In first century AD, Jews called Aramaic "Hebrew", because that is the language of Hebrews. Jews are also called Hebrews, because they are the descendants of Abraham the Hebrew (Genesis 14:13, Philippians 3). If it was Hebrew, then definite article of Hebrew would have been in the beginning of the word. If Josephus was writing Hebrew, then the word "Asartha" would have been "Ha Atzeret." Like Hebrew, the definite article ("the") of English is at the beginning of the word. We say "the car." We never say "car the."
That is why NIV, ESV, and other bible versions write the words like "Gabbatha" "Golgotha", etc. as Aramaic instead of Hebrew.
John 19:13 (NIV):
Even today, Many Iraqi Jews call their Aramaic "Hebrew" ("Ibraith" in Aramaic), because it is the language of Hebrews. So when Jews said "Hebrew" in first century AD, they are referring to their Hebrew tongue which was Aramaic in first century AD. We call Deutsch "German", because it is the language of German People.
Another point that should be noted is Old Hebrew was preserved through scrolls in first century AD, because it is considered as the holy language among Jews. High Priests preserved Hebrew scrolls for religious purposes in temple of Jerusalem.
But the spoken language of Israel was Aramaic (Gabbatha, Golgotha, Asartha, etc.) in first century AD.
According to the Talmud, there were silver trumpets in the temple into which people deposited their offerings. It must be noted that the offering trumpets were labeled in Aramaic, which is not surprising since they are dealing with money! When it comes to getting their money the Temple establishment made sure that these ornate offering buckets were inscribed in the language they spoke - Aramaic. Peshitta Tanakh is first century Old Testament written in Aramaic.
Just like Jews preserved Old Hebrew for religious purposes in first century AD, many Hindus preserve Sanskrit in Kerala (a state of India) for religious purposes, because it is the holy language of Hindus. But the spoken language in Kerala is Malayalam.
Another thing that must be noted is Judean Aramaic was also known as Hebrew in order to differentiate the way Aramaic is spoken in Judea and Aramaic spoken in Galilee and Syrian regions. Aramaic in Syrian regions was called Syrian tongue while Aramaic in Judea was called Hebrew tongue.
Through Matthew 26:73 and Mark 14:70, Peter was exposed by his Galilean Aramaic speech among people. Judeans used Dead Scrolls Alphabet to write their Aramaic while Syrians commonly used Estrangela Alphabet to write their Aramaic in first century AD. The Galilean accent of Aramaic would have sounded to the Judean Aramaic somewhat like Cockney sounds to a British aristocrat. In Talmud, Galileans are ridiculed for the way they spoke Aramaic in Galilean regions.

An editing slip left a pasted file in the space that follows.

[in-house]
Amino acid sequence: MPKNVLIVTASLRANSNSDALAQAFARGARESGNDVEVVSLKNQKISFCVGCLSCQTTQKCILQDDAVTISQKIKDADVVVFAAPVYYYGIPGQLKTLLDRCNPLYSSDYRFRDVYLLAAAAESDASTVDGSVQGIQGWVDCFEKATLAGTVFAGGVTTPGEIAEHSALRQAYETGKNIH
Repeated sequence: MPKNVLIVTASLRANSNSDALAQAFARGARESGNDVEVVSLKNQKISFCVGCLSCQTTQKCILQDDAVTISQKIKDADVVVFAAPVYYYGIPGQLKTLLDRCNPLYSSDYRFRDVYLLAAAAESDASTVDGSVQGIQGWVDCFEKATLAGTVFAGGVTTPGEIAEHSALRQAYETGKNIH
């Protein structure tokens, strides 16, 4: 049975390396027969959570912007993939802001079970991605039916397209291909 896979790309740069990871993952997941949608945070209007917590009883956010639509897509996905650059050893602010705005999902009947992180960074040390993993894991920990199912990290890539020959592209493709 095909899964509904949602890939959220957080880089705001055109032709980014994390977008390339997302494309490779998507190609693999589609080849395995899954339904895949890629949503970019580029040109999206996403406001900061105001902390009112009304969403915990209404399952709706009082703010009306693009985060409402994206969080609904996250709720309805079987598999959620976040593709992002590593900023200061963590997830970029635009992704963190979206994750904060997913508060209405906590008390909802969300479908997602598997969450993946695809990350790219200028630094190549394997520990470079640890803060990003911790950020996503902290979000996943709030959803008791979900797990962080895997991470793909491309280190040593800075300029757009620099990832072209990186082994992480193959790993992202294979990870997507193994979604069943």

Also note the names in English Bible of New Testament - "Bar"tholomew, "Bar"abbas, "Bar"nabbas, "Bar"sabbas, "Bar" Jesus, Simon "Bar" Jonah, "Bar" Timaeus, etc.
Aramaic word Bar means Son. In Hebrew, Ben means Son. Even Rabbis point out that "Bar" in Bar Mitzvah comes from Aramaic.
In Josephus' Jewish Wars, one of the top 3 leaders who fought against Romans was Simon Bar Giora. Bar Giora means "Son of a proselyte" in Aramaic.
Also notice the name "Cephas" in New Testament Bible.
John 1:42 (ESV):
Galatians 2:9 (NIV):
Cephas is also mentioned in 1 Corinthians 1:12, 1 Corinthians 9:5, 1 Corinthians 15:5, etc.
Cephas comes from Aramaic word Kaypha which means stone.
Till 130 AD, Aramaic was the spoken language of Jews. From 131 AD through the rise of Bar Kokhba and Bar Kokhba revolt (132-135 AD), the beginning process of reverting back to Hebrew occured. Although Aramaic was spoken by Jews from 131 AD to 135 AD, still they were encouraged to bring back Hebrew as their spoken language instead of Aramaic. This is because Hebrew is considered as the holy language of Jews.
After Bar Kokhba revolt in 135 AD, Jews continued to revert back to Hebrew. By the end of second century AD, Hebrew was a common spoken language among Jews.
Famous Israeli Archaeologist Yigael Yadin who received Ph.D for his researches on Dead Sea Scrolls noticed this shift from Aramaic to Hebrew through his researches. In "Bar Kokhba: The rediscovery of the legendary hero of the last Jewish Revolt Against Imperial Rome" Yigael Yadin notes, "It is interesting that the earlier documents are in Aramaic while the later ones are in Hebrew. Possibly the change was made by a special decree of Bar-Kokhba who wanted to restore Hebrew as the official language of the state" (page 181).
According to Wikipedia (although there is no reliable ciation), Josephus spoke Aramaic, Hebrew, and Greek.
Not a complete answer, but according to Wikipedia, which quotes his Bellum Judaicum, his paternal tongue was probably Aramaic.